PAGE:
Joe McEwing happy to be back ‘home’ with Cardinals, sharing lessons he learned from George Kissell

By Rob Rains

JUPITER, Fla. – The photo, from many years ago, hangs on a wall in Joe McEwing’s house in Yardley, Pennsylvania.

McEwing doesn’t need to see the photo, however, to think about all of the memories that it represents. He doesn’t need to see the photo to remember all the days that he spent with George Kissell. He doesn’t need to see the photo of him with Kissell to break into a smile.

McEwing is wearing a Cardinals’ uniform again for the first time in 23 years, returning to the organization that drafted him in 1992, brought him to the major leagues six years later, then traded him to the Mets in spring training of 2000. He was hired as the bench coach in January, after Matt Holliday resigned the position.

The first person McEwing thought of when that happened was Kissell, the legendary Cardinals instructor. It’s the same person he has thought of every day this spring, the same person he has thought about almost every day during the 31 years that McEwing has worked as a player, coach or manager in professional baseball.

McEwing says he owes his career to Kissell, and he firmly believes that Kissell is still watching out for him, long after Kissell died in 2008. He is convinced that Kissell played a role in bringing him back to the Cardinals.

“I feel like he is here every day,” McEwing said. “I feel like that’s why I’m back. Everything happens for a reason. We might not understand at the moment, but it puts you in a better place for a reason. I’m extremely grateful and fortunate to be here.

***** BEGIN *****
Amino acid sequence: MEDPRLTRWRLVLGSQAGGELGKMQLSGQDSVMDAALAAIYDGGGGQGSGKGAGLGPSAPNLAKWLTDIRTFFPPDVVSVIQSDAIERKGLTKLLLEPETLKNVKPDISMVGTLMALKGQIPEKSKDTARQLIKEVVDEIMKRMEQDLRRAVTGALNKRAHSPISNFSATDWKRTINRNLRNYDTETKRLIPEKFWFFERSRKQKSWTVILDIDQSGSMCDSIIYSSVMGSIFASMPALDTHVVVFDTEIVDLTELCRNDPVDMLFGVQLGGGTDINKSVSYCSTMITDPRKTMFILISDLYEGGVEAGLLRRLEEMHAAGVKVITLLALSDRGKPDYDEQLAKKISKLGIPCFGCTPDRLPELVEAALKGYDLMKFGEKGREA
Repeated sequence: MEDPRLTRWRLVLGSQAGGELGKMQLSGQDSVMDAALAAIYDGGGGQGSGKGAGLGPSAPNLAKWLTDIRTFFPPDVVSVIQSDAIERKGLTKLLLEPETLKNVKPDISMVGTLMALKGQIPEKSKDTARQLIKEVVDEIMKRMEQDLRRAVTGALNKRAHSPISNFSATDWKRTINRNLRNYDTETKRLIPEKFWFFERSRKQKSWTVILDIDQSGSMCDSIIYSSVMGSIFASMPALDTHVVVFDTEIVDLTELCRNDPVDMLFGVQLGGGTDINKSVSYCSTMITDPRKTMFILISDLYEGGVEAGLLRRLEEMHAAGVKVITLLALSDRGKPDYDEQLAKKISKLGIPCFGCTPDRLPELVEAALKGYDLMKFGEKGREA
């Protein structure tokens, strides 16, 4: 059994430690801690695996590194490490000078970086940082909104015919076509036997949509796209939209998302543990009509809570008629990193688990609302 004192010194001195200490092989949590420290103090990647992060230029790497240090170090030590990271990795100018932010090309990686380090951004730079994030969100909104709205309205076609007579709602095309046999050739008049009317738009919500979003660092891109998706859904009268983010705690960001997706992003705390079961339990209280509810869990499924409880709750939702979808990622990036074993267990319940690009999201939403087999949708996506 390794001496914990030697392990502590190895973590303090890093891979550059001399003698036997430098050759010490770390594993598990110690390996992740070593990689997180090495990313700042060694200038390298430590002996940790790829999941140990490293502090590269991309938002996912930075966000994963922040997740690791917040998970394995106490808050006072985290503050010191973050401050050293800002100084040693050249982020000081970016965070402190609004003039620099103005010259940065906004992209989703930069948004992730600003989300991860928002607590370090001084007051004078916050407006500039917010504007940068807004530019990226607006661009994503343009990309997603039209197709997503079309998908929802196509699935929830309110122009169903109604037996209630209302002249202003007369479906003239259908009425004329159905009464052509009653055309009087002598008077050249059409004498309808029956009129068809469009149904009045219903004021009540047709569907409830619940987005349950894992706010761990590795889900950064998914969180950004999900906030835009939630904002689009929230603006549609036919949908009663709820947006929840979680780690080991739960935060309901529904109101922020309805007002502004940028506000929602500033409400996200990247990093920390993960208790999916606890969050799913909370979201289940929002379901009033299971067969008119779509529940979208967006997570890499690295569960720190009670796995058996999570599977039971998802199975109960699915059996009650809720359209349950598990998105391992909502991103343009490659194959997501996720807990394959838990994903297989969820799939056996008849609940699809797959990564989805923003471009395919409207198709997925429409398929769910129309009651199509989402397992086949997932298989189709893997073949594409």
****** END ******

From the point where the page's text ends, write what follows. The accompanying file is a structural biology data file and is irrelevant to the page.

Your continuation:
“There’s not one day, what we do out here with the infielders, or a conversation in the clubhouse, where I don’t feel like he’s on my shoulder, speaking for me.

“After 23 years to come back home, it’s truly refreshing … Every day I am like a kid in the candy store.”

A friendship is born

It was about two weeks into his pro career in 1992 when McEwing first met the man that would change his life. Kissell arrived in Chandler, Ariz., to begin working with the players in rookie ball, the lowest affiliate in the Cardinals’ minor-league system, filled with players like McEwing, a 28th round draft pick out of a junior college in New Jersey.

McEwing was 19. Kissell was 71, but really there was no age difference as soon as the two met. The bond was formed almost immediately.

“George took to certain players better than others,” said Mark DeJohn, the longtime Cardinals’ minor league field coordinator and another Kissell disciple. “That was all depending on their interest and their love for the game and listening to George. You listen to George and you bond with him, there’s no question … George used to always say that guys were either a sponge or a rock. Joe was a sponge. He soaked up everything.

“George and Joe were alike in many ways. They had the love for the game and they paid attention to detail. Each one of them was trying to get better … He did all the things that George preached. George loved him.”

A story that has been passed along for years is that Kissell could talk for 30 minutes – at least – about bunt plays or any other aspect of baseball fundamentals.

McEwing was glued to every word.

“In that moment you understood, from the beginning, what this organization was all about,” McEwing said. “The attention to detail from top to bottom. The fact that you are starting at the bottom of rookie ball, that’s where the foundation of the game and this organization is built – the fundamentals, the attention to details. That’s why success has been able to be sustained for a long time.

“I was extremely fortunate to be in his presence, to be mentored, to be taught, to be led by such an amazing individual.”